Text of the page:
Blindness Results After Woman is Denied Adequate Care

Joseph O'Neill

Written by
— Updated on October 3, 2017

Emergency Medicine Expert WitnessThis case takes place in Iowa and involves a female patient who initially presented to a physician assistant complaining of chronic headaches. Five days later, the patient presented to the ER with a severe headache, which she described as feeling like her head was in a vice grip. The patient also had scotoma, blurred vision and photophobia. Five days later, the patient was seen at the ER again by another physician assistant. This time, elevated intracranial pressure was suspected and the patient was sent for a CT scan, however the scan was interpreted as within the normal limits. The patient was seen later that day complaining of difficulty balancing. The patient was discharged with Topomax and oxygen and told to follow-up in a week. One week later, the patient presented to the ER again with headache and loss of vision in the right eye, and blurred vision in the left. A CT scan was again normal. The patient was recommended for neurology and ophthalmology consultation at that point, however she was not seen by either. The patient visited the ER several times more with no resolution. After a month had passed, the patient was finally seen by a neurologist at an out-patient facility. A lumbar puncture was ordered which revealed elevated pressure, and the diagnosis of pseudotumor cerebri was made. A shunt was placed, however it was too late and the patient was left blind in both eyes.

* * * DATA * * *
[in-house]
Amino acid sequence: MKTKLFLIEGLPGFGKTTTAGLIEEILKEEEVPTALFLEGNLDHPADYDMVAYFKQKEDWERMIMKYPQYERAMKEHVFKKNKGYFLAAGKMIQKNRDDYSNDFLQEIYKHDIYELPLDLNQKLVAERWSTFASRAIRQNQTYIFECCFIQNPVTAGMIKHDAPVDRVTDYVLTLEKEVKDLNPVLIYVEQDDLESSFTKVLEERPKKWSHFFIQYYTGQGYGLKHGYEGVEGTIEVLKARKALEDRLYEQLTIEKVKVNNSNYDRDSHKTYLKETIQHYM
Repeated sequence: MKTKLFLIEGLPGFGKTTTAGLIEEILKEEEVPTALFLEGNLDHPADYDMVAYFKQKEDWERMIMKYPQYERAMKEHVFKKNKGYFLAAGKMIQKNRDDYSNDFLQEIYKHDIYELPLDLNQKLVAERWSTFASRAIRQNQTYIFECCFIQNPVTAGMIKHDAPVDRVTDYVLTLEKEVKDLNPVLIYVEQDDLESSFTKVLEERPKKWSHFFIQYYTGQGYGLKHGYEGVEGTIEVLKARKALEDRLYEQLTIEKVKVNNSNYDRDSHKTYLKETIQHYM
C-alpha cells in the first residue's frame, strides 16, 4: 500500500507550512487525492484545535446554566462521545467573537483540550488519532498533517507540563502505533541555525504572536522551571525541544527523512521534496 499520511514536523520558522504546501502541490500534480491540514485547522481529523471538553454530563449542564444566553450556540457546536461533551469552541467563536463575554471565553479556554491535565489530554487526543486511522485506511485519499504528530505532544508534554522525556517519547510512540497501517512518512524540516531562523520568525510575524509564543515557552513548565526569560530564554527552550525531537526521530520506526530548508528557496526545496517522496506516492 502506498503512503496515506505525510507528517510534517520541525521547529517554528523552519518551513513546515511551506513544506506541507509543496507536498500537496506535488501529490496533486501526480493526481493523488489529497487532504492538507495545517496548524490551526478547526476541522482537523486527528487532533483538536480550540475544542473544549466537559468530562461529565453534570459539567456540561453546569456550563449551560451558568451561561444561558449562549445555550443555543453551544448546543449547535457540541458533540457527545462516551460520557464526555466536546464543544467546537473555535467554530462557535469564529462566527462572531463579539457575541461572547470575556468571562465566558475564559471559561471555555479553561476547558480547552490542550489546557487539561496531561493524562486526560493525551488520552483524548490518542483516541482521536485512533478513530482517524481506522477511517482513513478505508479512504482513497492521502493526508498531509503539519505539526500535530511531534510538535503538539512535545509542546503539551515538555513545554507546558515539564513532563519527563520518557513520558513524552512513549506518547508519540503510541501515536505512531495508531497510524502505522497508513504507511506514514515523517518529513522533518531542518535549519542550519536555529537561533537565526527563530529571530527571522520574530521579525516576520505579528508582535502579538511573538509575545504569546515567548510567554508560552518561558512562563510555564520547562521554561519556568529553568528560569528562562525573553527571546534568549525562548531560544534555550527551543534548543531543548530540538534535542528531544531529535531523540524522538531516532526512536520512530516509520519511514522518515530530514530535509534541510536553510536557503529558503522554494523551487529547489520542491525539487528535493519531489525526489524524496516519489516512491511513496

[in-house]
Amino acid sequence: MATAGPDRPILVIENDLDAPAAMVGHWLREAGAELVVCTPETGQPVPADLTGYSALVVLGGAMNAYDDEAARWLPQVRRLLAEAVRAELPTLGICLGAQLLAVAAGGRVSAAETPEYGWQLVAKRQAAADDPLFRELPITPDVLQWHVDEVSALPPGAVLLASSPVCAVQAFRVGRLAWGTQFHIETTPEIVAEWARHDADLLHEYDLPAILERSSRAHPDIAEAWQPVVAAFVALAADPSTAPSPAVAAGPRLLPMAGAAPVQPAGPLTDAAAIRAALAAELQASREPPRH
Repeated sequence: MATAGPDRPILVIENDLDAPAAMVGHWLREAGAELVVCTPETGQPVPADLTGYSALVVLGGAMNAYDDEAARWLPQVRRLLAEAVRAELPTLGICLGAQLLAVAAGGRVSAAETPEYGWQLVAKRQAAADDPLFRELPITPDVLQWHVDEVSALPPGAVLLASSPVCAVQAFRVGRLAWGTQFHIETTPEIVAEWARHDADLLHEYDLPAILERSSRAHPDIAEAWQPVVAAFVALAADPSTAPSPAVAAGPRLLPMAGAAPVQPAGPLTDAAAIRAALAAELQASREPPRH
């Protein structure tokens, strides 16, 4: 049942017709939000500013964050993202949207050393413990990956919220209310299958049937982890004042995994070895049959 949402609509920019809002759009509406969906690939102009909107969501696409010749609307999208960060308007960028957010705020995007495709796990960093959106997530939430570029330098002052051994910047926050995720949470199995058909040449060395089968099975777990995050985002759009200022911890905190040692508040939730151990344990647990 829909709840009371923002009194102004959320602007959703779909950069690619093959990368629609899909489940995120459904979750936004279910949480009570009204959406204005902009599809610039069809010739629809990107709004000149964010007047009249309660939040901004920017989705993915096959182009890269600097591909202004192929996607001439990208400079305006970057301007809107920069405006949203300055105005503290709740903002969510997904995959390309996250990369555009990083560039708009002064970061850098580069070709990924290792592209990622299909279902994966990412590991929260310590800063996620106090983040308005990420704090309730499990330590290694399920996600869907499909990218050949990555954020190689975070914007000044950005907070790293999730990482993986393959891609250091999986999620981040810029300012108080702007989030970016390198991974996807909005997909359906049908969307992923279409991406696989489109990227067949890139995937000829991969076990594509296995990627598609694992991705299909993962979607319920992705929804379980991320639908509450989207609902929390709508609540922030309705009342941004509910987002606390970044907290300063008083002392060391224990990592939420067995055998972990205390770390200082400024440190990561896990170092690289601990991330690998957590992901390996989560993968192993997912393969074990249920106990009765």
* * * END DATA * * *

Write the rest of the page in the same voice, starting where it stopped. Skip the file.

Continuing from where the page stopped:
Question(s) For Expert Witness

  • 1. Do you treat patients with elevated intracranial pressure? If so, how often?
  • 2. What is the standard work up for patient's presenting with these symptoms?
  • 3. Should the patient have been discharged without treatment so many times?

Expert Witness Response E-006207

My initial thoughts, without seeing the rest of the chart, would be that the initial ER visit involved the patient complaining of a HA with symptoms that could be seen in migraine or a host of other things (not sure what the diagnosis was then). The second visit to the ED involved a PA “suspecting” elevated ICP (did he/she write that in the chart? I’d like to know what else they wrote). A CT scan is part of an evaluation for someone suspected to have elevated ICP, but another important test should be included. That would be a pressure measurement of some sort; usually a lumbar puncture (spinal tap) with an opening pressure measurement. I would like to know if one was done. That second visit the same day for “imbalance” is alarming to me on first glance. I would like to know what they were treating with the Topamax, unless that was for migraine prophylaxis which is sometimes done by a neurologist. Surprised an ED provider would initiate something like that. It’s a seizure drug too, but there is no mention of that. On first glance, I think if there is suspicion of elevated ICP, a lumbar puncture should be done. If that pressure is high, it warrants an immediate/urgent neurology consult. I think a week is too long in someone with active, and worsening (new imbalance) symptoms. I am surprised there were so many visits without even a call to a specialist.

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